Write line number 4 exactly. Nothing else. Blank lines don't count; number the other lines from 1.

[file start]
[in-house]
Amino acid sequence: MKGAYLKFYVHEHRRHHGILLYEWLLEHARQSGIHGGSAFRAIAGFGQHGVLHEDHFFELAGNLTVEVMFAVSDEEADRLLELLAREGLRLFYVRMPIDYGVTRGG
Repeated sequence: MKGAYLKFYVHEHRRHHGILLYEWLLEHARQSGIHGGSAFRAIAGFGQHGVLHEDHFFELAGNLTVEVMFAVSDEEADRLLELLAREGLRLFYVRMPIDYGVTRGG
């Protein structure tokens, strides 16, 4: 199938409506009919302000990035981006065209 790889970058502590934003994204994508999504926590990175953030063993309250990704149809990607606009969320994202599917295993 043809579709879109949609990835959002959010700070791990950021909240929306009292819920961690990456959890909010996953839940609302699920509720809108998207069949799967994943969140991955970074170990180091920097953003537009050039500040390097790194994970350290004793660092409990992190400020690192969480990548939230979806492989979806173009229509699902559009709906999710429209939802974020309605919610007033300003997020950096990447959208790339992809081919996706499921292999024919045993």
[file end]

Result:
């Protein structure tokens, strides 16, 4: 199938409506009919302000990035981006065209 790889970058502590934003994204994508999504926590990175953030063993309250990704149809990607606009969320994202599917295993 043809579709879109949609990835959002959010700070791990950021909240929306009292819920961690990456959890909010996953839940609302699920509720809108998207069949799967994943969140991955970074170990180091920097953003537009050039500040390097790194994970350290004793660092409990992190400020690192969480990548939230979806492989979806173009229509699902559009709906999710429209939802974020309605919610007033300003997020950096990447959208790339992809081919996706499921292999024919045993």